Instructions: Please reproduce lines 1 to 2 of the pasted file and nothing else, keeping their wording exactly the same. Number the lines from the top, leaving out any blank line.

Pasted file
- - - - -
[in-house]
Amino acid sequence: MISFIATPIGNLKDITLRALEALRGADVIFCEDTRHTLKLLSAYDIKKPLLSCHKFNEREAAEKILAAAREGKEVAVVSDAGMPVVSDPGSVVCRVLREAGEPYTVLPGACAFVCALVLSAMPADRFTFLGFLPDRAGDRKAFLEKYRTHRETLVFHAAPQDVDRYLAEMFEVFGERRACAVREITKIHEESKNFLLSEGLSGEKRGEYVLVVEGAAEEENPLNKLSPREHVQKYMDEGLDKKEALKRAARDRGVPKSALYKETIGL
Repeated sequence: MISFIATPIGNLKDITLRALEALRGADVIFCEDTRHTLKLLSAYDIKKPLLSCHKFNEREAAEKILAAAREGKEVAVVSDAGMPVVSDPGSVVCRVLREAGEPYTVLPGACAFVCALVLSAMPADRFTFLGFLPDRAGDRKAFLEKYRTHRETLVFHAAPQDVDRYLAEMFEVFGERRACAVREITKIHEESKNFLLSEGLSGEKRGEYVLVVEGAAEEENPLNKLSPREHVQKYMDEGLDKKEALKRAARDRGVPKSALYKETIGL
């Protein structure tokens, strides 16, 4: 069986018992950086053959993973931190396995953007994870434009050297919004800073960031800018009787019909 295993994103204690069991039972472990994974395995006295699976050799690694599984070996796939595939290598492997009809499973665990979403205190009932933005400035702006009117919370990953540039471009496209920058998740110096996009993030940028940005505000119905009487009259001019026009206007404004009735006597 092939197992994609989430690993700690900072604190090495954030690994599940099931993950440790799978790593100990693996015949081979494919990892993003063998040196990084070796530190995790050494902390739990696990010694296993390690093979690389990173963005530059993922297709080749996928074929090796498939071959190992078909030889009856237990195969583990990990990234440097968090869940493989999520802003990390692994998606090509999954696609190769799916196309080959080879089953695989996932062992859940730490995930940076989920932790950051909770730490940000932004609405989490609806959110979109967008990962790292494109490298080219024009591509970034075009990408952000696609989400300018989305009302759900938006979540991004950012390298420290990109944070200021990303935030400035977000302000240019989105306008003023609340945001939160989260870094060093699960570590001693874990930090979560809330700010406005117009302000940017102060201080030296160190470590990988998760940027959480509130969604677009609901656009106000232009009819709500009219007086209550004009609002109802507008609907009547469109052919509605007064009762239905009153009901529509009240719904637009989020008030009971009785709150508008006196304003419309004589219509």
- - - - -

[in-house]
Amino acid sequence: MISFIATPIGNLKDITLRALEALRGADVIFCEDTRHTLKLLSAYDIKKPLLSCHKFNEREAAEKILAAAREGKEVAVVSDAGMPVVSDPGSVVCRVLREAGEPYTVLPGACAFVCALVLSAMPADRFTFLGFLPDRAGDRKAFLEKYRTHRETLVFHAAPQDVDRYLAEMFEVFGERRACAVREITKIHEESKNFLLSEGLSGEKRGEYVLVVEGAAEEENPLNKLSPREHVQKYMDEGLDKKEALKRAARDRGVPKSALYKETIGL